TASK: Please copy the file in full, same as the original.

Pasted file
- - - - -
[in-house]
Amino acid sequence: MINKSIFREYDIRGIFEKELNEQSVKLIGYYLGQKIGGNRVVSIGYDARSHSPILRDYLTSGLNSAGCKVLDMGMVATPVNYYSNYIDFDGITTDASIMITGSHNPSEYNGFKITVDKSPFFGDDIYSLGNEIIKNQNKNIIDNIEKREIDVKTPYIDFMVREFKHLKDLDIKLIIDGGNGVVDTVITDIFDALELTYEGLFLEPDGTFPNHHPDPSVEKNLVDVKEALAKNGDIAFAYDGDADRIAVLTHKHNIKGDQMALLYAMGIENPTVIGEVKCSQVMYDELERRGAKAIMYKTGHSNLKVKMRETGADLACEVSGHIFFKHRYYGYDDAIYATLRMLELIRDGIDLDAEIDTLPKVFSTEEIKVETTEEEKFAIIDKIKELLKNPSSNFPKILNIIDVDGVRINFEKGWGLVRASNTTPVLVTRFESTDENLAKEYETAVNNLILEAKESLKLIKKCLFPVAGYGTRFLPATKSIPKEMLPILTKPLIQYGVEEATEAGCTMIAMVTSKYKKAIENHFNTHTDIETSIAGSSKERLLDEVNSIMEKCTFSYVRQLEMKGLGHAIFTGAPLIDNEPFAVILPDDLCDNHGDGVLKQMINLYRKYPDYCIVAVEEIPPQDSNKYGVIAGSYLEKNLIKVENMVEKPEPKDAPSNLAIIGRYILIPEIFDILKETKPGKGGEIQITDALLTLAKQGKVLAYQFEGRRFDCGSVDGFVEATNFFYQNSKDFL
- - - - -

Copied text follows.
[in-house]
Amino acid sequence: MINKSIFREYDIRGIFEKELNEQSVKLIGYYLGQKIGGNRVVSIGYDARSHSPILRDYLTSGLNSAGCKVLDMGMVATPVNYYSNYIDFDGITTDASIMITGSHNPSEYNGFKITVDKSPFFGDDIYSLGNEIIKNQNKNIIDNIEKREIDVKTPYIDFMVREFKHLKDLDIKLIIDGGNGVVDTVITDIFDALELTYEGLFLEPDGTFPNHHPDPSVEKNLVDVKEALAKNGDIAFAYDGDADRIAVLTHKHNIKGDQMALLYAMGIENPTVIGEVKCSQVMYDELERRGAKAIMYKTGHSNLKVKMRETGADLACEVSGHIFFKHRYYGYDDAIYATLRMLELIRDGIDLDAEIDTLPKVFSTEEIKVETTEEEKFAIIDKIKELLKNPSSNFPKILNIIDVDGVRINFEKGWGLVRASNTTPVLVTRFESTDENLAKEYETAVNNLILEAKESLKLIKKCLFPVAGYGTRFLPATKSIPKEMLPILTKPLIQYGVEEATEAGCTMIAMVTSKYKKAIENHFNTHTDIETSIAGSSKERLLDEVNSIMEKCTFSYVRQLEMKGLGHAIFTGAPLIDNEPFAVILPDDLCDNHGDGVLKQMINLYRKYPDYCIVAVEEIPPQDSNKYGVIAGSYLEKNLIKVENMVEKPEPKDAPSNLAIIGRYILIPEIFDILKETKPGKGGEIQITDALLTLAKQGKVLAYQFEGRRFDCGSVDGFVEATNFFYQNSKDFL